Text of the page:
The explorers and their indigenous captives arrived safely in France after an uneventful voyage, whereupon Cartier presented the Iroquois chief to King Francis I. In the newly-constructed gallery of the Chateau de Fontainebleau, on the outskirts of Paris, Chief Donnacona regaled the French king with the same tales he had told to Cartier and his men that winter. Foremost among these was the tale of the fabulously wealthy Kingdom of Saguenay, a story in which King Francis I took tremendous interest.
Before the French king had the chance to outfit Cartier for another voyage to Canada, war broke out between France and the powerful House of Habsburg (which controlled both the Spanish and the Holy Roman Empires), the conflict revolving around a dispute regarding control over Northern Italy. Three years after Francis I and Emperor Charles V finally affixed their seals to a truce in 1538, the King of France commissioned Jacques Cartier with leading a third voyage to Canada, this time for the purpose of colonizing New France.
Unfortunately, neither Jacques Cartier nor any of the North American explorers who followed him were able to discover evidence of the mysterious Kingdom of Saguenay. By the end of the 16th Century, even the most imaginative mapmakers had, as one historian put it, “become firmly convinced that Saguenay was a myth, and it disappeared from maps as it had disappeared from the minds of men. It lingered on only in the name of the gloomy river that was supposed to lead to the great empire.”
Is there any truth behind the incredible tales that Jacques Cartier and his crew learned from the St. Lawrence Iroquois during their second voyage to Canada?
Maybe, as suggested earlier, the lost kingdom has some sort of connection with the “White Man’s Land” alluded to in the Viking sagas.
Perhaps the tale is related to some indigenous memory of the Vikings themselves, who colonized northern Newfoundland more than five hundred years before Jacques Cartier first set foot in the New World.
Maybe the elusive kingdom was nothing more than a fable invented by Donnacona and the natives of the St. Lawrence for the benefit of their gullible European guests, who were clearly interested in the acquisition of gold and silver.
Or perhaps there truly was a kingdom gilded with gold and rubies hidden away in the wilderness of Quebec, its legacy little more than a fading Iroquois legend by the time of Cartier’s first voyage…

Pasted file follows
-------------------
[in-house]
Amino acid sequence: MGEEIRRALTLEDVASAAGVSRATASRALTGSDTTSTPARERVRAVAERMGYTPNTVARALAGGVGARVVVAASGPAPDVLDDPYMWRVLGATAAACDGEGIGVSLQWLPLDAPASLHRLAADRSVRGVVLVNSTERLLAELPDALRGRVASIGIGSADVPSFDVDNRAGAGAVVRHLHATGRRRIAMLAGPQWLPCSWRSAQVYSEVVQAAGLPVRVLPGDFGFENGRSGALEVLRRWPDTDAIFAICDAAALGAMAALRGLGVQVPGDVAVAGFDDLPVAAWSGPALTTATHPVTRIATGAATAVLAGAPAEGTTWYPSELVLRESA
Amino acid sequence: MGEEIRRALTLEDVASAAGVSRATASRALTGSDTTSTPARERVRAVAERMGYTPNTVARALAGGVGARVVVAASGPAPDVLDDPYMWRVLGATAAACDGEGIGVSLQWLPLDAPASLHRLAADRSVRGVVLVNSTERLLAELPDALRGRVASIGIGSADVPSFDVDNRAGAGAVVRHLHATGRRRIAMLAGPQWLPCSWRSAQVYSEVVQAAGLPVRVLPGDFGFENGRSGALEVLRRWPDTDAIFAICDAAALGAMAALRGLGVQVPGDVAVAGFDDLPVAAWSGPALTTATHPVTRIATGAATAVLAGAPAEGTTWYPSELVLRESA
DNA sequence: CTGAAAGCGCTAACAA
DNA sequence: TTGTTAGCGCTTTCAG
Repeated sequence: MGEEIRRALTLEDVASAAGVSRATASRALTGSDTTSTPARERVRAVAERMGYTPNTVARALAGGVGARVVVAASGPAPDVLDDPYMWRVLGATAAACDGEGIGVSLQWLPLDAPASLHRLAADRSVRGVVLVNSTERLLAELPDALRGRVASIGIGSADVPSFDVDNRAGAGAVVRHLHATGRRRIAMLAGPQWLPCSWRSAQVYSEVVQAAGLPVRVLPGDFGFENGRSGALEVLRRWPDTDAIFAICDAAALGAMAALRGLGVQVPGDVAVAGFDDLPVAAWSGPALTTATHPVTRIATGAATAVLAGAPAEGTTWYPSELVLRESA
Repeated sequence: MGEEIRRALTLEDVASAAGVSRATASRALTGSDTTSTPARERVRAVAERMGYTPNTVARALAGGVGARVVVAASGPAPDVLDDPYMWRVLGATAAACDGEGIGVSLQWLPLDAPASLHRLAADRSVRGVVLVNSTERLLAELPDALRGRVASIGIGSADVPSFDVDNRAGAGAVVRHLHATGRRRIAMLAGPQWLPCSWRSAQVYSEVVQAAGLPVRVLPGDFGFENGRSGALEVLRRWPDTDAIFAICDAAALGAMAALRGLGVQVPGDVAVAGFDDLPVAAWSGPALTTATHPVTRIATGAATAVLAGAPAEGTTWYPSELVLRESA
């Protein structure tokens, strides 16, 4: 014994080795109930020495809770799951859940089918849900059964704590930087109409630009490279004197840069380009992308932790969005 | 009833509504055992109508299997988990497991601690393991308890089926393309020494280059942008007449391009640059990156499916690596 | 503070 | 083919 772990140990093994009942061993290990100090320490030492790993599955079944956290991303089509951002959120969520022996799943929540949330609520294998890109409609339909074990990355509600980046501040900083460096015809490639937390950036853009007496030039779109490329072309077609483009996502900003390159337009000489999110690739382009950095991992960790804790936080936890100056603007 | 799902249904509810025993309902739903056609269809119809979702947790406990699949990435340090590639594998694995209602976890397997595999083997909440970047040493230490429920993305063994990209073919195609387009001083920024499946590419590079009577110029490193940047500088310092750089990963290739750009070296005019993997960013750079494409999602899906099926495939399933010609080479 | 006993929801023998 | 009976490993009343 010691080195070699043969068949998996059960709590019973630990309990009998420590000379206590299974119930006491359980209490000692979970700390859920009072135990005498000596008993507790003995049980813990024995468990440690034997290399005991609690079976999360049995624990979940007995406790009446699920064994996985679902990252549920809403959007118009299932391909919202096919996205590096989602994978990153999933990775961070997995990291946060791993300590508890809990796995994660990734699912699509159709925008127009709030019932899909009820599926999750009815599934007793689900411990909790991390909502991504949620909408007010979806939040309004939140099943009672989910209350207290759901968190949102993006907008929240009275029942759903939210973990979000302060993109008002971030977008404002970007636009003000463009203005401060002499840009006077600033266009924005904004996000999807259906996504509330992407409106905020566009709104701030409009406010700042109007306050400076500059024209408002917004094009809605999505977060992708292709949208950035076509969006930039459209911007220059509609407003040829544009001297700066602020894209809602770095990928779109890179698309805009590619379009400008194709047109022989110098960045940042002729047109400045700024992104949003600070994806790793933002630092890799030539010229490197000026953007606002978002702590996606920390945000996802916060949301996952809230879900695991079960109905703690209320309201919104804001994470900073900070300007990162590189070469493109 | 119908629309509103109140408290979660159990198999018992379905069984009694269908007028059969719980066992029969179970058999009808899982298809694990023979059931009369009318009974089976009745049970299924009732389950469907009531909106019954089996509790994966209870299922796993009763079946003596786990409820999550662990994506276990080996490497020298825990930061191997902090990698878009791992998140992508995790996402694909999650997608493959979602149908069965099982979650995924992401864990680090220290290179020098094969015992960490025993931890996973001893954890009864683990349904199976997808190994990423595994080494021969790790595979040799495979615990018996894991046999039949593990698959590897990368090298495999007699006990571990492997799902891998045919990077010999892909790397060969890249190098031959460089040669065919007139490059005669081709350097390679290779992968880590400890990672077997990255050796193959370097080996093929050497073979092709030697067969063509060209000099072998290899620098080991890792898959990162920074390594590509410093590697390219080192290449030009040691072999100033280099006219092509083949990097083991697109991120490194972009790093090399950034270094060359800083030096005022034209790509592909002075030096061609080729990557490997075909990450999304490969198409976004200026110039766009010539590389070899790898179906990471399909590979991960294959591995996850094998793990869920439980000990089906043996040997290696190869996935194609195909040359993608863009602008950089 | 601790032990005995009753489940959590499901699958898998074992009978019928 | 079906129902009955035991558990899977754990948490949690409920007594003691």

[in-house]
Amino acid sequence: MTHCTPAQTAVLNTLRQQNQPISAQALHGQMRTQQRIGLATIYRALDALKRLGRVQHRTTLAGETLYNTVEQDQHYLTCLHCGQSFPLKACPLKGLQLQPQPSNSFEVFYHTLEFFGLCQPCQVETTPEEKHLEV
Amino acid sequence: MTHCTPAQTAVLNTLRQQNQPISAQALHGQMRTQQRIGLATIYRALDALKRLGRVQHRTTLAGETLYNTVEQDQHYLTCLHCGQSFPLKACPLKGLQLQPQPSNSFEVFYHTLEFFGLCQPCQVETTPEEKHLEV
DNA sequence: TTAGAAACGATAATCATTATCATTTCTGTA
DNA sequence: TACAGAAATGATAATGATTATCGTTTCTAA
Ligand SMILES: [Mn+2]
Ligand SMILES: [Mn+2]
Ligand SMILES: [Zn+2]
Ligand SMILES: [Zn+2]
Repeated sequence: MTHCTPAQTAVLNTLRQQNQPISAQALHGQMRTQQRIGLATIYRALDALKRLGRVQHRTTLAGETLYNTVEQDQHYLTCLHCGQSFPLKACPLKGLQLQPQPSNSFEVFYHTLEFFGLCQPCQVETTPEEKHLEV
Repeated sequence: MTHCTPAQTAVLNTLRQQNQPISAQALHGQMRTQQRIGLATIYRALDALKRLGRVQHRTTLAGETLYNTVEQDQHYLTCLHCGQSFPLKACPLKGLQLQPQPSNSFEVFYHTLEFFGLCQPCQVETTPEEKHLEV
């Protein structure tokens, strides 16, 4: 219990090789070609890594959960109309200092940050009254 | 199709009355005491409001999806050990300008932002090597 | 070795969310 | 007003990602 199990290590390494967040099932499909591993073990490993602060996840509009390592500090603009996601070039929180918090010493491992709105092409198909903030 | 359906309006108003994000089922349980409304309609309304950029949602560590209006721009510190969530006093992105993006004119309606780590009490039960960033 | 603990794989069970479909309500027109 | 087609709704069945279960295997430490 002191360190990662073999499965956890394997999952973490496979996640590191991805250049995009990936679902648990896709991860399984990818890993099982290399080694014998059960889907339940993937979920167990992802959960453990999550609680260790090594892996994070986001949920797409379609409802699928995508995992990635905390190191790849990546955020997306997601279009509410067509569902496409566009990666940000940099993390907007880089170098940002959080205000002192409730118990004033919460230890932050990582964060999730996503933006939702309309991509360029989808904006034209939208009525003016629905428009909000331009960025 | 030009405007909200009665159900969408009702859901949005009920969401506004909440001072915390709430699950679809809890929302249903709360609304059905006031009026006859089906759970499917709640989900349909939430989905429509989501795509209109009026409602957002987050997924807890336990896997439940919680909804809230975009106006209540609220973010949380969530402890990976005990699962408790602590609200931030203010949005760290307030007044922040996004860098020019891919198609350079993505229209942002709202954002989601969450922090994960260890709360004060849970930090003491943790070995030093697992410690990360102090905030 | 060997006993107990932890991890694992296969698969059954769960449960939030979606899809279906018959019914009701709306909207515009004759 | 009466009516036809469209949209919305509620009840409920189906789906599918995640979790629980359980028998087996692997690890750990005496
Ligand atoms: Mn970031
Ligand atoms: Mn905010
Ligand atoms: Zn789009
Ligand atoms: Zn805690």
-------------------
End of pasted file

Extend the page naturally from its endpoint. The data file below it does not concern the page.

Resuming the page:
The Isle of Demons
In 1541, following his third and final voyage to the New World, Jacques Cartier established a small colony of 400 souls at the site of what would later become Quebec City, not too far from the Iroquois village of Stadacona. This colony, called Fort Charlesbourg-Royal, was the first French attempt at permanent settlement in what would become New France.
Although Cartier and his fellow colonists would abandon the fort two years later on account of harsh weather, scurvy, and incursions by hostile Iroquois warriors, Fort Charlesbourg-Royal enjoyed a brief tenure as the capital of France’s first North American province. King Francis I appointed a French corsair named Jean-Francois de La Rocque de Roberval as Lieutenant General of his new colony, and in the spring of 1542, Roberval set out across the Atlantic, determined to join Cartier and his colonists and assume his position as France’s highest-ranking representative in the New World.
The Affair of Marguerite de La Rocque de Roberval
Roberval was accompanied on this voyage by his young unmarried cousin, Marguerite de La Rocque de Roberval. Marguerite caught the eye of a certain French nobleman aboard the ship whose name has been lost to history (although some fictional accounts identify him as Etienne Gosselin, a shipwright), and soon the gentleman began paying visits to young demoiselle’s cabin. Encouraged by her servant, an old Norman chambermaid named Damienne, Marguerite began to reciprocate the aristocrat’s affections, and in no time the couple were engaging in illicit trysts while Damienne stood watch nearby.
One of the French sailors aboard the vessel discovered the secret affair and reported it to Roberval. Infuriated by his relative’s scandalous behavior, the Lieutenant General resolved to maroon his cousin, her lover, and their accomplice Damienne on an island off the coast of New France. He rolled out his personal map of the country, which he had acquired from Cartier, and quickly found a place which suited his purpose perfectly- a spit of land with a sinister name, the “Isle of Demons”.